NASA has released a stunning new image of the Phantom Galaxy taken by the Webb Telescope.

The galaxy is located in the constellation Pisces. according to the European Space Agencywhich is collaborating with NASA on both the Hubble and James Webb telescopes.

The phantom galaxy, officially known as M74, is a kind of spiral galaxy known as the “Grand Design Spiral”. This means that it has well-defined spiral arms snaking visibly from the center in the newly released images.

The images were created using data from both the Hubble and Webb telescopes. According to the European Space Agency, Webb has discovered “thin filaments of gas and dust” in the galaxy’s spiral arms. The images also give a clear view of the nuclear star cluster at the center of the galaxy, not obscured by gas.

The Webb Telescope also used its Mid-InfraRed Instrument (MIRI) to study the Phantom Galaxy as part of a project to study the earliest phases of star formation, the ESA said.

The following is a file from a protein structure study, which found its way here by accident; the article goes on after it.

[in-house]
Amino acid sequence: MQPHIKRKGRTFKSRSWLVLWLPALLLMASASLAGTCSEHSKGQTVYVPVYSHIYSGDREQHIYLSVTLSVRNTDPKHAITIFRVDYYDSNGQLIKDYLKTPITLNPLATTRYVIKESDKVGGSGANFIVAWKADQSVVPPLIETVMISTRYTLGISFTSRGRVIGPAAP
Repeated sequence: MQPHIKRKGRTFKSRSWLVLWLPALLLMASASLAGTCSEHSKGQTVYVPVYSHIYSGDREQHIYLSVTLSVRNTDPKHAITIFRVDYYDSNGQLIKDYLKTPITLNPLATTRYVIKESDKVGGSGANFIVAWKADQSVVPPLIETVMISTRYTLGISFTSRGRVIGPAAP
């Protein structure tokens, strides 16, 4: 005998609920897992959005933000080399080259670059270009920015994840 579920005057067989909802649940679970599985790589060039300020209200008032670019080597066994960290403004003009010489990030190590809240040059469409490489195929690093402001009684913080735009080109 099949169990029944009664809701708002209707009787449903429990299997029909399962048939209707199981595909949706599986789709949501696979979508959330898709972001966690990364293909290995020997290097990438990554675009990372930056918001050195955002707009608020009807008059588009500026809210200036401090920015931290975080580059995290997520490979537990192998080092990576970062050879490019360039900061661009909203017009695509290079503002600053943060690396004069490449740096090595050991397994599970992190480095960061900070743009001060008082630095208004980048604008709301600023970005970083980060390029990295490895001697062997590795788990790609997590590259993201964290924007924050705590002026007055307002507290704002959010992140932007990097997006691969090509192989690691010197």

While Webb sees best in the infrared, Hubble has especially clear vision in the ultraviolet and visible, the agency said. This revealed particularly bright regions of star formation, known as HII regions, in images of the Phantom Galaxy.

The combination of data from both telescopes has allowed scientists to gain an even deeper understanding of the Phantom Galaxy and create impressive images of the cosmos.

Just a few weeks ago, in July, Webb published its first high resolution images. Larger than Hubble, the telescope is capable of observing very distant galaxies, allowing scientists to learn about early star formation. Hubble revolves around the earth, but Webb revolves around the sun, about 1 million miles from Earth.

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